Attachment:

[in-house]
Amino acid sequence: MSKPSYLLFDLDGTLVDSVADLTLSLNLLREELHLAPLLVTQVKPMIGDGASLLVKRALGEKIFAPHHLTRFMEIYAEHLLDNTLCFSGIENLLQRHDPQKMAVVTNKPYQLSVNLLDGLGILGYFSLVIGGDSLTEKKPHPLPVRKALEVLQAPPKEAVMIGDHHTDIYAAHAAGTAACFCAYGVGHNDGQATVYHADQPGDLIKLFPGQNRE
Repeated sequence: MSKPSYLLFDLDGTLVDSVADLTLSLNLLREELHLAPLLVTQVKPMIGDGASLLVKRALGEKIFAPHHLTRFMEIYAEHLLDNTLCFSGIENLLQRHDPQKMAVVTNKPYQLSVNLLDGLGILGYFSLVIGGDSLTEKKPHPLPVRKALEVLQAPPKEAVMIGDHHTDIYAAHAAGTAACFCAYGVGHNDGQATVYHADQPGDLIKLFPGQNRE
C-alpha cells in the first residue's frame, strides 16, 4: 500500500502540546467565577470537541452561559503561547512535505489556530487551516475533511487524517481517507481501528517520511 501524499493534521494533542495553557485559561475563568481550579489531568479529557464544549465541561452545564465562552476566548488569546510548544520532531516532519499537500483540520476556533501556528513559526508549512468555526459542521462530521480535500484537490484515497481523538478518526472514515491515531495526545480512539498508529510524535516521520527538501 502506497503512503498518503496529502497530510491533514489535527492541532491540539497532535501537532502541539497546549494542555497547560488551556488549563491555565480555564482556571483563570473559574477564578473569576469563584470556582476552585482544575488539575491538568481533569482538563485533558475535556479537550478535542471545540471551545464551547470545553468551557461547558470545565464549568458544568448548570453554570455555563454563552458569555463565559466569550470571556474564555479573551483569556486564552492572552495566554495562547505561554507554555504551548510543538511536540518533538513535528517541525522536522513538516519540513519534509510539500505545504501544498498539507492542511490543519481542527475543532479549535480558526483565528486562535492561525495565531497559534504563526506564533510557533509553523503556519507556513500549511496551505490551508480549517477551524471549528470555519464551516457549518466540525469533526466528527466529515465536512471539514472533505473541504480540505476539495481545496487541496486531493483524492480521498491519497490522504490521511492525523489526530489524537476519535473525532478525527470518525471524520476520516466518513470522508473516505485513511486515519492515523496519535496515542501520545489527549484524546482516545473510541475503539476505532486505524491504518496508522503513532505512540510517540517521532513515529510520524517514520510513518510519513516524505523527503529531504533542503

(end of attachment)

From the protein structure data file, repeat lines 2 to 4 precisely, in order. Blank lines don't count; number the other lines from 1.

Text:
Amino acid sequence: MSKPSYLLFDLDGTLVDSVADLTLSLNLLREELHLAPLLVTQVKPMIGDGASLLVKRALGEKIFAPHHLTRFMEIYAEHLLDNTLCFSGIENLLQRHDPQKMAVVTNKPYQLSVNLLDGLGILGYFSLVIGGDSLTEKKPHPLPVRKALEVLQAPPKEAVMIGDHHTDIYAAHAAGTAACFCAYGVGHNDGQATVYHADQPGDLIKLFPGQNRE
Repeated sequence: MSKPSYLLFDLDGTLVDSVADLTLSLNLLREELHLAPLLVTQVKPMIGDGASLLVKRALGEKIFAPHHLTRFMEIYAEHLLDNTLCFSGIENLLQRHDPQKMAVVTNKPYQLSVNLLDGLGILGYFSLVIGGDSLTEKKPHPLPVRKALEVLQAPPKEAVMIGDHHTDIYAAHAAGTAACFCAYGVGHNDGQATVYHADQPGDLIKLFPGQNRE
C-alpha cells in the first residue's frame, strides 16, 4: 500500500502540546467565577470537541452561559503561547512535505489556530487551516475533511487524517481517507481501528517520511 501524499493534521494533542495553557485559561475563568481550579489531568479529557464544549465541561452545564465562552476566548488569546510548544520532531516532519499537500483540520476556533501556528513559526508549512468555526459542521462530521480535500484537490484515497481523538478518526472514515491515531495526545480512539498508529510524535516521520527538501 502506497503512503498518503496529502497530510491533514489535527492541532491540539497532535501537532502541539497546549494542555497547560488551556488549563491555565480555564482556571483563570473559574477564578473569576469563584470556582476552585482544575488539575491538568481533569482538563485533558475535556479537550478535542471545540471551545464551547470545553468551557461547558470545565464549568458544568448548570453554570455555563454563552458569555463565559466569550470571556474564555479573551483569556486564552492572552495566554495562547505561554507554555504551548510543538511536540518533538513535528517541525522536522513538516519540513519534509510539500505545504501544498498539507492542511490543519481542527475543532479549535480558526483565528486562535492561525495565531497559534504563526506564533510557533509553523503556519507556513500549511496551505490551508480549517477551524471549528470555519464551516457549518466540525469533526466528527466529515465536512471539514472533505473541504480540505476539495481545496487541496486531493483524492480521498491519497490522504490521511492525523489526530489524537476519535473525532478525527470518525471524520476520516466518513470522508473516505485513511486515519492515523496519535496515542501520545489527549484524546482516545473510541475503539476505532486505524491504518496508522503513532505512540510517540517521532513515529510520524517514520510513518510519513516524505523527503529531504533542503